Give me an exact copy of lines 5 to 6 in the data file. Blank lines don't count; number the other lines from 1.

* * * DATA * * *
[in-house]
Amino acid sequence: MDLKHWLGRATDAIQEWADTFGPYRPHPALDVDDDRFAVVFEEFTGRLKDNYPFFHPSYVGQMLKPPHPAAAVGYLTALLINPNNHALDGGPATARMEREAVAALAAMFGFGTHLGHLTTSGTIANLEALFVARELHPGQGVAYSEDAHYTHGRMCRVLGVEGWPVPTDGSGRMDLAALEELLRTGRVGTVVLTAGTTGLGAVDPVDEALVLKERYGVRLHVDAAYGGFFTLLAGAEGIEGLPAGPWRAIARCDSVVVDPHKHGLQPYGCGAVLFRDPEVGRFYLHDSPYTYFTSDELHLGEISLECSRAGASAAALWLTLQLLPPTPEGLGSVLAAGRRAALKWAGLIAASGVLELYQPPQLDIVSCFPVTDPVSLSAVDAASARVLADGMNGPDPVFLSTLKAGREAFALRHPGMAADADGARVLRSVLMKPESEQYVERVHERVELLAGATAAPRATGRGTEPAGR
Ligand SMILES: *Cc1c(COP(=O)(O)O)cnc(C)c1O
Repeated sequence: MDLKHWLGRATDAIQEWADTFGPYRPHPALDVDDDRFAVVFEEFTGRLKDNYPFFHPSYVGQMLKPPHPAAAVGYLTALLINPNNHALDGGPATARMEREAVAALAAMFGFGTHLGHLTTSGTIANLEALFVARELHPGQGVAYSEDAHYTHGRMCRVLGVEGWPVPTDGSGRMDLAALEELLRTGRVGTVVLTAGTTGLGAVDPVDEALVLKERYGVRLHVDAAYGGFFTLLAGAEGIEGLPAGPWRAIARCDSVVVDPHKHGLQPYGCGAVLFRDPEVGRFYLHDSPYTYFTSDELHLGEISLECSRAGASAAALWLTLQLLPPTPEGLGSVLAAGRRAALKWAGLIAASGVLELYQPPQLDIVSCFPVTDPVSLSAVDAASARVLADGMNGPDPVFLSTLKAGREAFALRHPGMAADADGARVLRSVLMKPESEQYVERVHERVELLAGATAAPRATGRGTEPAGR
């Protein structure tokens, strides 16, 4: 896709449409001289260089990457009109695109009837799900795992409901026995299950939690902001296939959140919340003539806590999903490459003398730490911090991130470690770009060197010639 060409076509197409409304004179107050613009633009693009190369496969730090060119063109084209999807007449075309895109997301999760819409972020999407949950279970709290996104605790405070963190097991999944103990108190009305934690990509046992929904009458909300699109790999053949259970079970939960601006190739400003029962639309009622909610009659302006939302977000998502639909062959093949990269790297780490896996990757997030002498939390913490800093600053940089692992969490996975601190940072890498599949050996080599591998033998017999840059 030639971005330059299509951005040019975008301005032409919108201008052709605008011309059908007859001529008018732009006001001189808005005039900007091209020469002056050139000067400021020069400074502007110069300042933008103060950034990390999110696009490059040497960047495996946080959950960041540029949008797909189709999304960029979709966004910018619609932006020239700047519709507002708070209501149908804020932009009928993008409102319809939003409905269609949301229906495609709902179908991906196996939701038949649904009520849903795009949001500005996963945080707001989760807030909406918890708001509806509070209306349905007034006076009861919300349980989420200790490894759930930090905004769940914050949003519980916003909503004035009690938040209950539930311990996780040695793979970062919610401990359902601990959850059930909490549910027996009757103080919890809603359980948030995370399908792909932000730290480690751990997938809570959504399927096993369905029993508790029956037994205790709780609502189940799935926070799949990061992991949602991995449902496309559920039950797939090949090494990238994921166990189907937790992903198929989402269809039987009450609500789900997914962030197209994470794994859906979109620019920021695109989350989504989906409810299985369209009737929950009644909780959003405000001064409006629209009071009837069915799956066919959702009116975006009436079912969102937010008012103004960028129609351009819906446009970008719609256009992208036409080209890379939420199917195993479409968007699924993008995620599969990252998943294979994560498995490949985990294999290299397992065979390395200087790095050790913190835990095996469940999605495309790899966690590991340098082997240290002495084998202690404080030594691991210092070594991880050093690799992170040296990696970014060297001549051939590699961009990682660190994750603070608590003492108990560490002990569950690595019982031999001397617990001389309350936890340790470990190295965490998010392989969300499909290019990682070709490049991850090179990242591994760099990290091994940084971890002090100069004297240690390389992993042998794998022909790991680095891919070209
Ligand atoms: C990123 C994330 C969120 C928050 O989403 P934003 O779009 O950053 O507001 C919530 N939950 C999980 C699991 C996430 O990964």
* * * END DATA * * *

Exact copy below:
């Protein structure tokens, strides 16, 4: 896709449409001289260089990457009109695109009837799900795992409901026995299950939690902001296939959140919340003539806590999903490459003398730490911090991130470690770009060197010639 060409076509197409409304004179107050613009633009693009190369496969730090060119063109084209999807007449075309895109997301999760819409972020999407949950279970709290996104605790405070963190097991999944103990108190009305934690990509046992929904009458909300699109790999053949259970079970939960601006190739400003029962639309009622909610009659302006939302977000998502639909062959093949990269790297780490896996990757997030002498939390913490800093600053940089692992969490996975601190940072890498599949050996080599591998033998017999840059 030639971005330059299509951005040019975008301005032409919108201008052709605008011309059908007859001529008018732009006001001189808005005039900007091209020469002056050139000067400021020069400074502007110069300042933008103060950034990390999110696009490059040497960047495996946080959950960041540029949008797909189709999304960029979709966004910018619609932006020239700047519709507002708070209501149908804020932009009928993008409102319809939003409905269609949301229906495609709902179908991906196996939701038949649904009520849903795009949001500005996963945080707001989760807030909406918890708001509806509070209306349905007034006076009861919300349980989420200790490894759930930090905004769940914050949003519980916003909503004035009690938040209950539930311990996780040695793979970062919610401990359902601990959850059930909490549910027996009757103080919890809603359980948030995370399908792909932000730290480690751990997938809570959504399927096993369905029993508790029956037994205790709780609502189940799935926070799949990061992991949602991995449902496309559920039950797939090949090494990238994921166990189907937790992903198929989402269809039987009450609500789900997914962030197209994470794994859906979109620019920021695109989350989504989906409810299985369209009737929950009644909780959003405000001064409006629209009071009837069915799956066919959702009116975006009436079912969102937010008012103004960028129609351009819906446009970008719609256009992208036409080209890379939420199917195993479409968007699924993008995620599969990252998943294979994560498995490949985990294999290299397992065979390395200087790095050790913190835990095996469940999605495309790899966690590991340098082997240290002495084998202690404080030594691991210092070594991880050093690799992170040296990696970014060297001549051939590699961009990682660190994750603070608590003492108990560490002990569950690595019982031999001397617990001389309350936890340790470990190295965490998010392989969300499909290019990682070709490049991850090179990242591994760099990290091994940084971890002090100069004297240690390389992993042998794998022909790991680095891919070209
Ligand atoms: C990123 C994330 C969120 C928050 O989403 P934003 O779009 O950053 O507001 C919530 N939950 C999980 C699991 C996430 O990964």